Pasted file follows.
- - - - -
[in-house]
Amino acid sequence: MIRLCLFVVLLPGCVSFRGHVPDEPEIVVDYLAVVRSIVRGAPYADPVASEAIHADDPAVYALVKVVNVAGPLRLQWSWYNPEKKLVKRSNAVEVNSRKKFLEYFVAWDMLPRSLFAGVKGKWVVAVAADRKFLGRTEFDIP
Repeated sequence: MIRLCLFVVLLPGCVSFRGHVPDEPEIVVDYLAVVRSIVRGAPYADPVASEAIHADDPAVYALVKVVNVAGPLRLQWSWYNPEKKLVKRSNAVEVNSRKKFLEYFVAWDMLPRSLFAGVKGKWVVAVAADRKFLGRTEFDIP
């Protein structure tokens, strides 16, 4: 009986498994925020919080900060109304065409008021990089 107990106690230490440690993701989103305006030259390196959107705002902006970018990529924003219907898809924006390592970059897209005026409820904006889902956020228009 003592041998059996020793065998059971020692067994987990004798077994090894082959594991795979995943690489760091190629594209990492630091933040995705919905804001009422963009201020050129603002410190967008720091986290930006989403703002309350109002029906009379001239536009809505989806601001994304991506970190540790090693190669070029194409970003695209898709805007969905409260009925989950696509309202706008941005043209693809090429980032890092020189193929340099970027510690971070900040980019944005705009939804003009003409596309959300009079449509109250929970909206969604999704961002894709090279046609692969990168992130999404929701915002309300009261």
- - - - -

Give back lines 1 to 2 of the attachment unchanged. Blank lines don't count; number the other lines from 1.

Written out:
[in-house]
Amino acid sequence: MIRLCLFVVLLPGCVSFRGHVPDEPEIVVDYLAVVRSIVRGAPYADPVASEAIHADDPAVYALVKVVNVAGPLRLQWSWYNPEKKLVKRSNAVEVNSRKKFLEYFVAWDMLPRSLFAGVKGKWVVAVAADRKFLGRTEFDIP